If Only I Had Known!: Army or Navy
05/31/10 5:55PM  Download MP3
(HOST) This afternoon we begin sampling some of the essays recorded at this year's VPR Commentators Brunch. The theme was, "If Only I Had Known." On this Memorial Day, retired ABC News correspondent Bill Seamans tells about how he chose a military career.
(SEAMANS) I and my best buddy sat in Hope High school’s auditorium in Providence and listened to the pitch of military recruiters who looked like they had just jumped out of those iconic "We Need You" posters. We were sort of pre-enlisted and we were there to declare which arm of the armed forces we preferred as our contribution to World War Two.
My pal, Elliot, immediately checked off his--NAVY! I argued ARMY. You're on solid ground if something happens. Elliot answered, No, No---go NAVY!---see the world ... clean beds. So I made one of those inestimable decisions that have misguided me along that adventure called LIFE. I checked off ARMY.
Three years later I returned after digging holes in Northern France, the Ardennes and the Rhineland as a grunt in the 94th Infantry Division and found that my buddy had not even left home. As a cadet in the Navy Reserve Officers Training Corps, Elliot was graduating from Brown with a mechanical engineering degree---all expenses paid! He was assigned as a damage control officer in a destroyer patrolling the Mediterranean, a very dangerous combat position. But the European war was over and he told me he was known as the head man below decks. That was Navy-speak for supervising the perilous job of unclogging the heads as Navy toilets are known.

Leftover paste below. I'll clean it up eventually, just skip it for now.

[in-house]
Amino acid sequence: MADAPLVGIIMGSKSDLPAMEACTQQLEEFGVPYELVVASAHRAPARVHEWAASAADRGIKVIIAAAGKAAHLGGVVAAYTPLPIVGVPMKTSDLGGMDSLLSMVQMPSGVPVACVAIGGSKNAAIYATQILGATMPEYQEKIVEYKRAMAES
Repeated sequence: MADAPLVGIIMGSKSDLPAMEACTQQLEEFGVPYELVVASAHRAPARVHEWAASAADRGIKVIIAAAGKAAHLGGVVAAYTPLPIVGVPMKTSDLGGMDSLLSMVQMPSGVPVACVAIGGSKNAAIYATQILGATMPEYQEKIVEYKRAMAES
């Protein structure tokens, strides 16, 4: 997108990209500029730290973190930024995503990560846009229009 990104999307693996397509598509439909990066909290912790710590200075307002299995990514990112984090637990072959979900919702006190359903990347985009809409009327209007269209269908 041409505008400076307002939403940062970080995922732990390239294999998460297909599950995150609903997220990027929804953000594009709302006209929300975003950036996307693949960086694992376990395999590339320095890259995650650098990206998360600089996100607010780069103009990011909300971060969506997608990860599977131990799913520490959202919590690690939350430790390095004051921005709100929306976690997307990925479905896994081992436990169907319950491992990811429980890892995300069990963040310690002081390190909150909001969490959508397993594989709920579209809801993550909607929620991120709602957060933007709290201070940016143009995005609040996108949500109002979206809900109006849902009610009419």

To celebrate the glorious victory that my 94th and other divisions had won on land, the mayors of Nice, Cannes, Monte Carlo and all those other hazardous shoreline places threw huge parties and invited American Navy officers to come ashore and celebrate with their city's beautiful daughters. Elliot survived more perilous duty!
After the Navy, he went Georgetown Law School, again free under the GI Bill, to study Patent Law while he worked at the U.S. Patent office learning firsthand how that bureaucracy worked. Then back to Providence which, unknown to many, is a hotbed of design and development, like companies that protect their ideas under patent law. Elliot became a very lucrative patent law firm and reputedly owns about a quarter of the state of Rhode Island.
Now during our latter lives we have met off and on but we don?t greet each other with the familiar, "Hello, how the hell are ya?" and a handshake or macho hug. Instead, Elliot hails me with a smiling and somewhat punitive, "Well, I told you so. Go NAVY!" And, of course, I reply, "If only I had known."